I went back to sleep after the storm and dreamed that I was working in a detention facility for teenage offenders. In the dream, I have some Acetone or paint thinner, which I intend to use on a project, not sure just what. One of the boys asks if he can have some, and I pour out a bit into a jar for him. It seems the stuff can be used as invisible ink—and that’s what he intends, in a letter to someone. I say, hey, that can be traced back to me! I wash the outside of my bottle, hoping to remove fingerprints, and decide that I should get rid of the bottle.

I must be watching too many streaming-video crime dramas. They seem to be infecting my dreams.

We’ll be going back to the city again tomorrow. Emily has yet another dentist appointment on Wednesday, and I have an appointment with a neurologist on Thursday. I had a seizure a few years back, and it seems I must check in with her every so often in order to keep my Rx coming. She’ll probably send me to the NYU lab to have blood taken….

The weatherman predicts more gusting wind and a bit of rain for today. On Wednesday, there’s a 60% chance of snow here, perhaps an inch, but if temps remain in the upper 30s, even that may not happen.

Dinner: an omelet, green beans, and a baked potato. All modest offerings in order to empty out the larder.

Entertainment: final episodes of Netflix’ “The Imposters.” It’s an entertaining series about a bunch of grifters, but there are a very large number of episodes. In recent times we’ve also enjoyed the intricate Martin Scorsese kids’ movie “Hugo”; the 1976 François Truffaut flick “Small Change,” which is also about kids and their mostly innocent adventures; and the mysterious, 1990 Icelandic film “The Juniper Tree,” which is loosely based on a Brothers Grimm tale and features budding star Björk.

A Journal of the Plague Year 2021–chapter 241


Wednesday, December 1

It’s a grim period. Most of the oak trees in our neighborhood have shed their leaves—but our yard guys haven’t yet come to blow and rake them away. So an inch-thick cover of brown coats the landscape. Meanwhile, as I have already noted, several trees in our yard were decapitated or broken during a mid-November windstorm. The gimpy near-dead still haunt our property, like wounded soldiers from a recently lost war.

And it’s cold—maybe seeming to be colder than it really is, thanks to the deep darkness that descends around 4:30 p.m.

I finished reading Colm Tóibín’s The Magician—an engaging fictional life of Thomas Mann—-then having nothing better at hand, I re-read George Orwell’s Down and Out in Paris and London. The latter work is—more than I remembered—a bit like Anthony Bourdain’s Kitchen Confidential, as it features an exposé of the grime and exploitation behind the scenes at fancy Paris restaurants, circa 1933.

“The dirt in the Hotel X…was revolting. Our cafeterie had year-old filth in all the dark corners, and the bread-bin was infested with cockroaches….Everywhere in the service quarters dirt festered—a secret vein of dirt, running through the great garish hotel like the intestines through a man’s body. Apart from the dirt, the patron swindled the customers wholeheartedly….In spite of all this, the Hotel X was one of the dozen most expensive hotels in Paris, and the customers paid startling prices.”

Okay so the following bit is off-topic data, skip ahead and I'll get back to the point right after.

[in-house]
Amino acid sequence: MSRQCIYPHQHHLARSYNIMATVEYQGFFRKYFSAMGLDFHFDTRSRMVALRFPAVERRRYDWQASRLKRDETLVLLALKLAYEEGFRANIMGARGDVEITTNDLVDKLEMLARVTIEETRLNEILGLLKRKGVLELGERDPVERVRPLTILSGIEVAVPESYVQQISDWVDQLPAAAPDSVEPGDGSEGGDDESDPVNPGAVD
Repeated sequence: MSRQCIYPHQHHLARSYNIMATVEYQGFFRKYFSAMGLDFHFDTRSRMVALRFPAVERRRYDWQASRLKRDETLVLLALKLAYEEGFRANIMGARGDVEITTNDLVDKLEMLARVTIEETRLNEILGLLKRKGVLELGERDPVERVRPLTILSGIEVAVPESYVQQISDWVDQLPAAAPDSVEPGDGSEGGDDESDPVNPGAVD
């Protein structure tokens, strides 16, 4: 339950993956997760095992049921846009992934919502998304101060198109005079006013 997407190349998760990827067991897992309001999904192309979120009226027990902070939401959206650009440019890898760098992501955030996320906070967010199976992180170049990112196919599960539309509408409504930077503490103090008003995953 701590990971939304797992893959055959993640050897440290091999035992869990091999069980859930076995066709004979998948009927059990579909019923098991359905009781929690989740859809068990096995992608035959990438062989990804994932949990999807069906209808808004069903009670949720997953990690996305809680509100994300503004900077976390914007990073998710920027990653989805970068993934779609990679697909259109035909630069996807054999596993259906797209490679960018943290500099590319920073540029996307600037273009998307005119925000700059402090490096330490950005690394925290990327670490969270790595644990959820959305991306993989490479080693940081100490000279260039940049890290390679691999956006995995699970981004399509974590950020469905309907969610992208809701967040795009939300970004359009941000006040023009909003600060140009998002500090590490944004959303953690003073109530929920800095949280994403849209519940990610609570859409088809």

In Paris, after a period of near starvation, Orwell finds a job as a plongeur, or restaurant dishwasher. Later, back in London, awaiting a gig as a tutor, Orwell falls in with the ranks of the homeless. Their rootless, exhausting lives are neither worse nor much better than the lives of Paris’ occasional laborers.

What leavens Orwell’s account are his descriptions of Paris and London characters. His Paris confrere Boris hangs out with fellow Russian expats, shares his meagre funds with Orwell, and in between periods of absolute destitution, enjoys a riotous, often-sodden bacchanalia of a life.  

Among London’s tramps, Orwell meets Paddy, who becomes a pal for a couple of weeks.  “He had two subjects of conversation, the shame and come-down of being a tramp and the best way of getting a free meal….His ignorance was limitless and appalling. He once asked me, for instance, whether Napoleon lived before Jesus Christ or after.”

Orwell reports on the relative merits of various places where tramps can get a bed for a night. Most are awful, and those who try to sleep out of doors risk being arrested by the police as “vagbonds.” But compared with other options he has described, jail may not be so bad. Near the book’s end he tells us that one chum, Bozo, had been sentenced to 14 days in Wandsworth prison for begging. “I do not suppose prison worries him very much,” says the author.

Dinner: cheese omelettes, pumpkin bread, and green beans.

Entertainment: episodes of Ashes to Ashes on Britbox and Gentefied on Netflix.